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Creative Writing Professor Gives Student’s Childhood Trauma a B

Photo by Lucy Ferry / The Daily Pennsylvanian

English major Martin Zang (C '23) spent his Saturday night as usual: alone in his bedroom, cloaked in a veil of oppressive sentimentality. Tasked to write a short fictional essay for his Introduction to Creative Writing class, Zang had no other choice than to explore the traumatic experiences of his past. “Great fiction is about truth,” Zang said. 

After mapping out the grief and sorrow of his childhood in excruciating detail, Zang was emotionally drained, but relieved. “There is something very freeing about putting your pain on the page. I haven’t been brave enough to open up like this before. I’m really going out on a limb here,” Zang explained. His piece begins with the death of his mother at childbirth, followed by a series of floods that plagued his family home from ages three to nine. Zang ends the story with the devastating loss of his father, sister, and brother to a rare water-borne norovirus.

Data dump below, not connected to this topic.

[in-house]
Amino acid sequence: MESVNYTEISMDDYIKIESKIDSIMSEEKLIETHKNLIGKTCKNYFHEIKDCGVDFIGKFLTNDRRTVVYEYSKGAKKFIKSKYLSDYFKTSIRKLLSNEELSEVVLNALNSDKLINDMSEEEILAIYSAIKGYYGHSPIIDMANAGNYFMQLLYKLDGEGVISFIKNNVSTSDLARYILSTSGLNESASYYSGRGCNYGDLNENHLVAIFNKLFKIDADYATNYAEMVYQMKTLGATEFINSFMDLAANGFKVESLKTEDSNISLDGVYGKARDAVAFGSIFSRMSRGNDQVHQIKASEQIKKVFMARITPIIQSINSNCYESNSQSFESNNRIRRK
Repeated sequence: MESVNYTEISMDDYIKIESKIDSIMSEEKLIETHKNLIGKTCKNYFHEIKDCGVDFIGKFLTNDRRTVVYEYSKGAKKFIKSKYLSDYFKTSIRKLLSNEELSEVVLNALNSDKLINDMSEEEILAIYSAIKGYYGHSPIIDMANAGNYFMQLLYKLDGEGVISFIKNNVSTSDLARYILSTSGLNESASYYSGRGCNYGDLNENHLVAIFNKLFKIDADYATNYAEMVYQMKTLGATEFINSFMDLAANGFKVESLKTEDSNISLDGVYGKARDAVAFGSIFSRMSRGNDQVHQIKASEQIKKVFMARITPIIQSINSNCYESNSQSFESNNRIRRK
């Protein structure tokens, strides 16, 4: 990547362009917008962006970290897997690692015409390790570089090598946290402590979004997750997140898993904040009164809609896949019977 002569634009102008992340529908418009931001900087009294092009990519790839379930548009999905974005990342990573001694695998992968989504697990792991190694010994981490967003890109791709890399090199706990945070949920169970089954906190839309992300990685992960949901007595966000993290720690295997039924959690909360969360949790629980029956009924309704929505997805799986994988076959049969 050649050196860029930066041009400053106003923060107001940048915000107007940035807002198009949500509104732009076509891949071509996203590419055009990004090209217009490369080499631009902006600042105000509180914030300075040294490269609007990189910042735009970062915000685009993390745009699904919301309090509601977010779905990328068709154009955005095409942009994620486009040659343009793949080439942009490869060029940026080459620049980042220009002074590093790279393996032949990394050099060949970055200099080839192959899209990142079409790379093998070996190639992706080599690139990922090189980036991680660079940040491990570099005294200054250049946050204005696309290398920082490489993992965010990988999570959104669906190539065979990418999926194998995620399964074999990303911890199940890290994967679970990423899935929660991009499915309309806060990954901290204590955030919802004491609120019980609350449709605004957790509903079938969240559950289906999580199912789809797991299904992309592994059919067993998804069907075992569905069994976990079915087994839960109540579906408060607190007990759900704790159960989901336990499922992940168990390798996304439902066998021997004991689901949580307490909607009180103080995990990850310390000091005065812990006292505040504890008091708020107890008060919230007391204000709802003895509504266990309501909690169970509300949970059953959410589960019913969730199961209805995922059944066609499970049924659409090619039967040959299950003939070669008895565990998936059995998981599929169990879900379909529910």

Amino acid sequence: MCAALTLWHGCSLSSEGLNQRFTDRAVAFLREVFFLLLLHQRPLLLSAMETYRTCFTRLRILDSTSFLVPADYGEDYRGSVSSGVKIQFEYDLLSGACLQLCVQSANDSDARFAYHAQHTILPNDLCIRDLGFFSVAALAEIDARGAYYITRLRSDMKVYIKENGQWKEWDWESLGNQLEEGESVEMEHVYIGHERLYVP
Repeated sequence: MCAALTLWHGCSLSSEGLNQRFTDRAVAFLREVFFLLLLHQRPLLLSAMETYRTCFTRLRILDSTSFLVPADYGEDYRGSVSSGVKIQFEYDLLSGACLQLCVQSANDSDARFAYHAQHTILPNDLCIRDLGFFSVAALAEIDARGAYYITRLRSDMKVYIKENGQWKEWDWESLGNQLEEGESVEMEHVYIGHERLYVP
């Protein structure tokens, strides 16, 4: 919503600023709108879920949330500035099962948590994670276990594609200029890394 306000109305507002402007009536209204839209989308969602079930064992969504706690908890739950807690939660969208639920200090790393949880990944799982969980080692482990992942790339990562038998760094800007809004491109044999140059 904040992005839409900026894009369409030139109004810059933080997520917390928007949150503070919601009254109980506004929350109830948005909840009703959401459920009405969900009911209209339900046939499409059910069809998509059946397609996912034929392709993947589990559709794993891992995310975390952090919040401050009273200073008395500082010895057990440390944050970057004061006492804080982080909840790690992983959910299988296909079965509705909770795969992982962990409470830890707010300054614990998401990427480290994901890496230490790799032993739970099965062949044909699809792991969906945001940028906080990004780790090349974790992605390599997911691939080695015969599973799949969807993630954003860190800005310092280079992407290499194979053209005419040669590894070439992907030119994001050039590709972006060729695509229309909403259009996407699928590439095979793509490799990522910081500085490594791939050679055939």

Zang hoped his hours of emotional labor would yield a piece worthy of his introductory writing course. Dr. Rachel Sachs, Zang’s professor and a highly-decorated faculty member of Penn’s English department, had other thoughts. “The part where he watches his childhood best friend die from a grand mal seizure was not particularly compelling. His grandfather’s ongoing battle with dementia, juxtaposed with his brother’s debilitating opioid addiction was a nice thought, but not successfully executed,” Sachs explained. “Zang has a solid grasp on grammar and diction, but this didn’t blow me away. I think an 85 is fair.” 

Sachs hopes her lukewarm review does not discourage Zang. “It’s only his first attempt,” Sachs said. “Perhaps he will endure more engaging trauma in his adult life.”